Sonic Youth long ago arrived at a point where their music no longer warrants serious criticism, having already secured a place of privilege in rock & roll Valhalla. Most of the critics that review Simon Werner a Disparu will have fewer years under their belt than Sonic Youth’s three-decade career. So when the legendary group releases new material, the wisest course is to simply open your head, your heart, your ears, and ease off the snark-trigger. Let yourself be whisked along ethereal corridors back to a time when the music sounded fresh, exciting, raw – before you could hear rather ripped-off echoes of "Expressway To Yr Skull" in every noise breakdown by every band since "the year punk broke." Nothing on Simon Werner a Disparu will surprise you. But we’re not looking to be surprised. We’re looking for Sonic Youth. And we’ve found them, plying their trade in the service of the latest film by French director Fabrice Gobert.
Sonic Youth has maintained a fondness for film scores dating back to their work on the somewhat clunky Made In USA, an ‘80s teen road movie about two leather-jacketed toughs who set out to find America (but who end up finding themselves). The visual image buoys the complex shapes and surfaces of Sonic Youth’s altered tunings. A slowly developing guitar drone is given time to unhurriedly unfold by the onscreen action. Also, the fact that the scores consist mainly of instrumentals likely appeals to a band that was never known for vocals. More than twenty years after Made In USA, the band is back scoring another teen psychodrama with Simon Werner a Disparu.
The two moody, aimless bookends of the album, "Thème de Jérémie" and "Thème de Simon au Café", stretch out like wallpaper inside your ears. Fans of the post-Washing Machine era will recognize the easy-going, laidback jamming that has come to characterize the band in their ‘safe’ mode. Riff after riff from Thurston Moore, punctured by the occasional noodling lick of Lee Ranaldo, while Kim Gordon and Steve Shelley keep the rhythm. This is a band you could bring home to your mother (since your mother might have been at their first show). "Thème de Laetitia" and "Chez Yves (Alice et Clara)" dabbles in the more violent noise assaults that earned the band credibility in the hardcore, art-core scene of New York City where they grew up. On the whole, however, Simon Werner a Disparu respects the sense of quiet derangement cultivated in Gobert’s film.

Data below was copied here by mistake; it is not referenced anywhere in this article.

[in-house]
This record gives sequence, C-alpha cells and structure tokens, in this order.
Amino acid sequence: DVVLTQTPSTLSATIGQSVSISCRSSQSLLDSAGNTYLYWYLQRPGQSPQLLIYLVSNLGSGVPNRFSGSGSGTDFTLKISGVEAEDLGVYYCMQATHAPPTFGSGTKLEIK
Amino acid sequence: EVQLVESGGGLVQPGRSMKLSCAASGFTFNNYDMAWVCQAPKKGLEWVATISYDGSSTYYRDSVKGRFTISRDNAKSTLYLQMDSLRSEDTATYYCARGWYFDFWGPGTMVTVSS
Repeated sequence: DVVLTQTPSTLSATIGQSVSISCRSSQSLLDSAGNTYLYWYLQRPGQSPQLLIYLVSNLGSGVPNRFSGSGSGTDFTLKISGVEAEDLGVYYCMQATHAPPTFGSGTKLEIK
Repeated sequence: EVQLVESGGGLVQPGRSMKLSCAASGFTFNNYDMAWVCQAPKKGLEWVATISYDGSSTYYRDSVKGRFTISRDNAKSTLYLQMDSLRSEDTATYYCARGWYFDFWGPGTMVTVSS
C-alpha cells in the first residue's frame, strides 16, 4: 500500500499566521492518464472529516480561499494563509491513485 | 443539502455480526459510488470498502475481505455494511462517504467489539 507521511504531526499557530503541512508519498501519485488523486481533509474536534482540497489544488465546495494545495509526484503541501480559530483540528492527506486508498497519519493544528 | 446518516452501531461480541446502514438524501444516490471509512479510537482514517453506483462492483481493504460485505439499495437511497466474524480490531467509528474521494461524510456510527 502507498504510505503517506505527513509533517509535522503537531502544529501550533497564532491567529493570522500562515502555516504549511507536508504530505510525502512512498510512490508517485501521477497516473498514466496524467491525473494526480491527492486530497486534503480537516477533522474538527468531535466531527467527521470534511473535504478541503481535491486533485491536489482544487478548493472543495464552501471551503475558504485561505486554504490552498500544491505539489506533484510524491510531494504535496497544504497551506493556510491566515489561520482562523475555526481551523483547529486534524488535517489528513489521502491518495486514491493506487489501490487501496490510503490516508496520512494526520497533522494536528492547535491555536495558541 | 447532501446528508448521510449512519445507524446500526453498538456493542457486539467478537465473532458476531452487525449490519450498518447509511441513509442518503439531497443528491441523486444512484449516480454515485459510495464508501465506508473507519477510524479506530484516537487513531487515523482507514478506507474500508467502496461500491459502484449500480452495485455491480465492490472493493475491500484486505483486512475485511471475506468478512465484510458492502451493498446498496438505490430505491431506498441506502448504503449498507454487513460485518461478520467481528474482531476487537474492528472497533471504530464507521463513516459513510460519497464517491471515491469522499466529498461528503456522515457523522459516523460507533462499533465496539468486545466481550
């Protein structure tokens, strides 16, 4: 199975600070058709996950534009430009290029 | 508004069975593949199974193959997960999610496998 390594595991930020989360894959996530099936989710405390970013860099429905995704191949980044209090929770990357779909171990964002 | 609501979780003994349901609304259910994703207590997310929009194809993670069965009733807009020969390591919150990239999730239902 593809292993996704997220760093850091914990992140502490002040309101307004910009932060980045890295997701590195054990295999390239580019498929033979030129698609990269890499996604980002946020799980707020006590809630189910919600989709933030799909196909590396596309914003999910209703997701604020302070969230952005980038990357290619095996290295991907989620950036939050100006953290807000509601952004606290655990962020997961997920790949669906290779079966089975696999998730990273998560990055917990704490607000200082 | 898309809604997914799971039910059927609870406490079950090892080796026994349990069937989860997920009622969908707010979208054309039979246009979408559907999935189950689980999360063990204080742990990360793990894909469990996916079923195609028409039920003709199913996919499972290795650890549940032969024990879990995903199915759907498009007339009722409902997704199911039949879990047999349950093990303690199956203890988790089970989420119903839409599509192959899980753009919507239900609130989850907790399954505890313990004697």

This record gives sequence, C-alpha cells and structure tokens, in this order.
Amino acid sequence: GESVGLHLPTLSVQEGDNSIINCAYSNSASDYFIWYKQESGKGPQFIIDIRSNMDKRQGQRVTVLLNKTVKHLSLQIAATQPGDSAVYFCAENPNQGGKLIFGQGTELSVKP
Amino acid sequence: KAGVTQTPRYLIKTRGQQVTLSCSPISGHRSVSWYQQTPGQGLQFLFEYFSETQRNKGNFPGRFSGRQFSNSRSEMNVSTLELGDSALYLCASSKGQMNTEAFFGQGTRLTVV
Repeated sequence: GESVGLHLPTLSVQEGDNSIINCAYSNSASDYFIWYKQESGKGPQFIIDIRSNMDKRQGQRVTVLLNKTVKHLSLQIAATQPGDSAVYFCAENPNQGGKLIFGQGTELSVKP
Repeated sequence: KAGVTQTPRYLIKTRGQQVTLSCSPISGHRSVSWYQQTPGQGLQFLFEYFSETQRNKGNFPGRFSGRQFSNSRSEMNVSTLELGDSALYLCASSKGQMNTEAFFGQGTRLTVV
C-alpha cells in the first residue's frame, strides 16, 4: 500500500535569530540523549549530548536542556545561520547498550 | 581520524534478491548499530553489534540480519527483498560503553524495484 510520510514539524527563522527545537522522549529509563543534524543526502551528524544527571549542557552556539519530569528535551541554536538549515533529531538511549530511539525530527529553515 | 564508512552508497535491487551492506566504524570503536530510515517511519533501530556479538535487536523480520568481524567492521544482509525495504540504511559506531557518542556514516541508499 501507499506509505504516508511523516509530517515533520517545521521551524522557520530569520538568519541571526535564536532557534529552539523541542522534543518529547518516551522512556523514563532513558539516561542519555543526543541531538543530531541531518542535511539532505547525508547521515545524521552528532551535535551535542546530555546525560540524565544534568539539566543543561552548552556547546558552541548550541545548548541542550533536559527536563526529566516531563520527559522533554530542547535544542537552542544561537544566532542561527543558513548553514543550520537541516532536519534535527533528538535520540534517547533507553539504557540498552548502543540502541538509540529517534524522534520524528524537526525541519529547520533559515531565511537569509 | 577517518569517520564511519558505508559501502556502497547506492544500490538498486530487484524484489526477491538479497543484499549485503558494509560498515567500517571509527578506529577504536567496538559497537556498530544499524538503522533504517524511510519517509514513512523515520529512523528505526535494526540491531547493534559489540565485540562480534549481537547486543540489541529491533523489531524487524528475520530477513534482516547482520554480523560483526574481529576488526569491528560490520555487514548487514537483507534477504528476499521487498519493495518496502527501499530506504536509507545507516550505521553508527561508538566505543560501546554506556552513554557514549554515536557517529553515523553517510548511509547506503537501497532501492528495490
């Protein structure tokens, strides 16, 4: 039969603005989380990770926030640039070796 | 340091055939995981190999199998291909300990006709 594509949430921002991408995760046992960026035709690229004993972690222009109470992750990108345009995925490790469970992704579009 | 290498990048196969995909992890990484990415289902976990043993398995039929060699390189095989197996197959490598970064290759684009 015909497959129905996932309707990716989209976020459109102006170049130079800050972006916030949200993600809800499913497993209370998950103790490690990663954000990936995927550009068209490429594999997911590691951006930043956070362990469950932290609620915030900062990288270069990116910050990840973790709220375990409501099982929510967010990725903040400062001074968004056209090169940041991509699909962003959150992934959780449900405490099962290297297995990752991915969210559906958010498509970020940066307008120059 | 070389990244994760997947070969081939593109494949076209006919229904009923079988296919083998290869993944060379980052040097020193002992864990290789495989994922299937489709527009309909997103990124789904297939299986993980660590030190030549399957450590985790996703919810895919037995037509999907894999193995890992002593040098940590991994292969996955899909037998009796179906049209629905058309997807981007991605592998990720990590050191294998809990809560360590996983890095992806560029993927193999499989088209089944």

Of special note is the piano work to be heard on tracks like "Jean-Baptiste et Laetitia", "Les Anges au Piano", and "La Cabane au Zodiac". In fact, this might be Sonic Youth’s most extensive experimentation with keys to date. "Providence" from Daydream Nation (QRO deluxe edition review), the haunting piano-driven track featuring a mysterious phone message from Mike Watt (QRO photos – then of the Minutemen), was a mostly unfulfilled promise – until now. Like Picasso and watercolors, Sonic Youth and piano don’t often mix: but when they do the results are provocative.
For those keeping count Simon Werner a Disparu will be the ninth official release on Sonic Youth Recordings (SYR 9). The band started the label in 1996 to accommodate (and monetize) the growing interest in their music outside of the traditional major label LP format. SYR albums are always more intimate experiences. The music is edgier; the album art is uniformly gorgeous. The latest film score is not the best of the SYR releases and not the worst. You probably won’t head to the record store for this one unless you’ve been obsessive-compulsively collecting all the previous releases, but if you do, you won’t be disappointed by what you hear on the turntable. After all, it’s Sonic Youth. Sonic Youth. What more needs to be said?
MP3 Stream: "Les Anges au Piano"